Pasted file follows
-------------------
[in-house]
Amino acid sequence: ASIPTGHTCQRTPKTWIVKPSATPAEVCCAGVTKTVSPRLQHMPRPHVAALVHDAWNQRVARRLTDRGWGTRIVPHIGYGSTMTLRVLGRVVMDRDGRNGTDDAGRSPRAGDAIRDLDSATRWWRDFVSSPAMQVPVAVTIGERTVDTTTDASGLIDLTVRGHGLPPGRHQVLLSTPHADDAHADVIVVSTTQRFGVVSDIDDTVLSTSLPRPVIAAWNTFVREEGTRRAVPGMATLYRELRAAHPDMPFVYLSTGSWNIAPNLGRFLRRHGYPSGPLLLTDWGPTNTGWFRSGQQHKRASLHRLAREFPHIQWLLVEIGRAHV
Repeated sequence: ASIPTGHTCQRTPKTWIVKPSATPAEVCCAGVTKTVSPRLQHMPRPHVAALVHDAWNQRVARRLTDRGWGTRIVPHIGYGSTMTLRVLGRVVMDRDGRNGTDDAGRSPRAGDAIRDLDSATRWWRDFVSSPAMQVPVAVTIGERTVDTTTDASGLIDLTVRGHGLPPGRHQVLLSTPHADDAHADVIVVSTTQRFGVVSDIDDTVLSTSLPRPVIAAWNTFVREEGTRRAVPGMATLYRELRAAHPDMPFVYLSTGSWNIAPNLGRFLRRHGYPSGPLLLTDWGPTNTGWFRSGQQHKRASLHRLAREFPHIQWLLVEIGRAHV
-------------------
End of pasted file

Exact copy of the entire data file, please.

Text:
[in-house]
Amino acid sequence: ASIPTGHTCQRTPKTWIVKPSATPAEVCCAGVTKTVSPRLQHMPRPHVAALVHDAWNQRVARRLTDRGWGTRIVPHIGYGSTMTLRVLGRVVMDRDGRNGTDDAGRSPRAGDAIRDLDSATRWWRDFVSSPAMQVPVAVTIGERTVDTTTDASGLIDLTVRGHGLPPGRHQVLLSTPHADDAHADVIVVSTTQRFGVVSDIDDTVLSTSLPRPVIAAWNTFVREEGTRRAVPGMATLYRELRAAHPDMPFVYLSTGSWNIAPNLGRFLRRHGYPSGPLLLTDWGPTNTGWFRSGQQHKRASLHRLAREFPHIQWLLVEIGRAHV
Repeated sequence: ASIPTGHTCQRTPKTWIVKPSATPAEVCCAGVTKTVSPRLQHMPRPHVAALVHDAWNQRVARRLTDRGWGTRIVPHIGYGSTMTLRVLGRVVMDRDGRNGTDDAGRSPRAGDAIRDLDSATRWWRDFVSSPAMQVPVAVTIGERTVDTTTDASGLIDLTVRGHGLPPGRHQVLLSTPHADDAHADVIVVSTTQRFGVVSDIDDTVLSTSLPRPVIAAWNTFVREEGTRRAVPGMATLYRELRAAHPDMPFVYLSTGSWNIAPNLGRFLRRHGYPSGPLLLTDWGPTNTGWFRSGQQHKRASLHRLAREFPHIQWLLVEIGRAHV